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Q: "The city of Baghdad formed two vast semi-circles on the right and left banks of the Tigris, twelve miles in diameter. The numerous suburbs, covered with parks, gardens, villas and beautiful
promenades, and plentifully supplied with rich bazaars, and finely built mosques and baths, stretched for a considerable distance on both sides of the river. In the days of its prosperity the population of Baghdad and its suburbs amounted to over two millions! ...The long wide estrades at the different gates of the city were used by the citizens for gossip and recreation or for watching the flow of travelers and country folk into the capital. The different nationalities in the capital had each a head officer to represent their interests with the government, and to whom the stranger could appeal for counsel or help." —William Stearns Davis, ed., Readings in Ancient History: Illustrative Extracts from the Sources, 2 Vols. (Boston: Allyn and Bacon, 1912-13), Vol. II: Rome and the West, pp. 365-367 Considering this excerpt written by the Arab geographer Yakut in the 13th century, what can we say about Islamic Baghdad at that time? It tolerated a diverse population. It forbade the practice of other religions. It excluded non-Muslims from the city. It imposed laws to limit the rights of non-Muslims.
A: It tolerated a diverse population.
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[object Object]User: "The city of Baghdad formed two vast semi-circles on the right and left banks of the Tigris, twelve miles in diameter. The numerous suburbs, covered with parks, gardens, villas and beautiful promenades, and plentifully supplied with rich bazaars, and finely built mosques and baths, stretched for a considerable distance on both sides of the river. In the days of its prosperity the population of Baghdad and its suburbs amounted to over two millions! ...The long wide estrades at the different gates of the city were used by the citizens for gossip and recreation or for watching the flow of travelers and country folk into the capital. The different nationalities in the capital had each a head officer to represent their interests with the government, and to whom the stranger could appeal for counsel or help." —William Stearns Davis, ed., Readings in Ancient History: Illustrative Extracts from the Sources, 2 Vols. (Boston: Allyn and Bacon, 1912-13), Vol. II: Rome and the West, pp. 365-367 Considering this excerpt written by the Arab geographer Yakut in the 13th century, what can we say about Islamic Baghdad at that time? It tolerated a diverse population. It forbade the practice of other religions. It excluded non-Muslims from the city. It imposed laws to limit the rights of non-Muslims.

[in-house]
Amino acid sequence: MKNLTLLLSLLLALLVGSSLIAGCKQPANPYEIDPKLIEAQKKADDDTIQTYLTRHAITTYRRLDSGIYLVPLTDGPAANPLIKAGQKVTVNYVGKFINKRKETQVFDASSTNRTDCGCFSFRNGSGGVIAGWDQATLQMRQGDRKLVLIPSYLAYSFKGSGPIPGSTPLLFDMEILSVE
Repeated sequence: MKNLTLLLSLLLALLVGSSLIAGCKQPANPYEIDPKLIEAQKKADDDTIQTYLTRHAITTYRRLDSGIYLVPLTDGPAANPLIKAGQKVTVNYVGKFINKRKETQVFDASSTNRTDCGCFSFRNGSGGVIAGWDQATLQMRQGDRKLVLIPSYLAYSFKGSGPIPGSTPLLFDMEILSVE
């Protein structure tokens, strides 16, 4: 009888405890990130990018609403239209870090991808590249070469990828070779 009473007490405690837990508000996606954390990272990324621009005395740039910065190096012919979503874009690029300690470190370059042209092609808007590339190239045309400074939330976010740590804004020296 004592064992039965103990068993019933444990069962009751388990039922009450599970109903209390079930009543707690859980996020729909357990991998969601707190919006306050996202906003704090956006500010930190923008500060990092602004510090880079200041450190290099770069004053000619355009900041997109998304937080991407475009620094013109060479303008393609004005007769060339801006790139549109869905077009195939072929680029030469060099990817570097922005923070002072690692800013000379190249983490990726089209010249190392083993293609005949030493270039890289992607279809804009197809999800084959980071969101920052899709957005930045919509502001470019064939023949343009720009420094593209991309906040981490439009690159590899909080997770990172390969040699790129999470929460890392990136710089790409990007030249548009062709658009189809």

Weegy: It tolerated a diverse population.
rugmaker|Points 2157|

User: "At length on April 5th (1326) we reached Alexandria. It is a beautiful city, well-built and fortified with four gates and a magnificent port. Among all the ports in the world I have seen none to equal it except Kawlam (Quilon) and Calicut in India, the port of the infidels (Genoese) at Sudaq (Sudak, in the Crimea) in the land of the Turks, and the port of Zaytun (Canton?) in China, all of which will be described later." —Ibn Battuta, Travels in Asia and Africa 1325-1354, tr. and ed. H. A. R. Gibb (London: Broadway House, 1929) This statement best supports which of the following conclusions about how Islam spread? It spread throughout Europe and Asia by trade. It spread across North Africa through military conquest. It spread around the world as a result of Islamic missionaries. It spread across the Arabian Peninsula as a result of Muhammad's travels.

Weegy: What is your question about this selection?
may100|Points 1561|

User: In the 11th century ____________ brought Islam in India? missionaries caliphs traders Crusaders





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Asked 9/2/2012 8:24:04 AM
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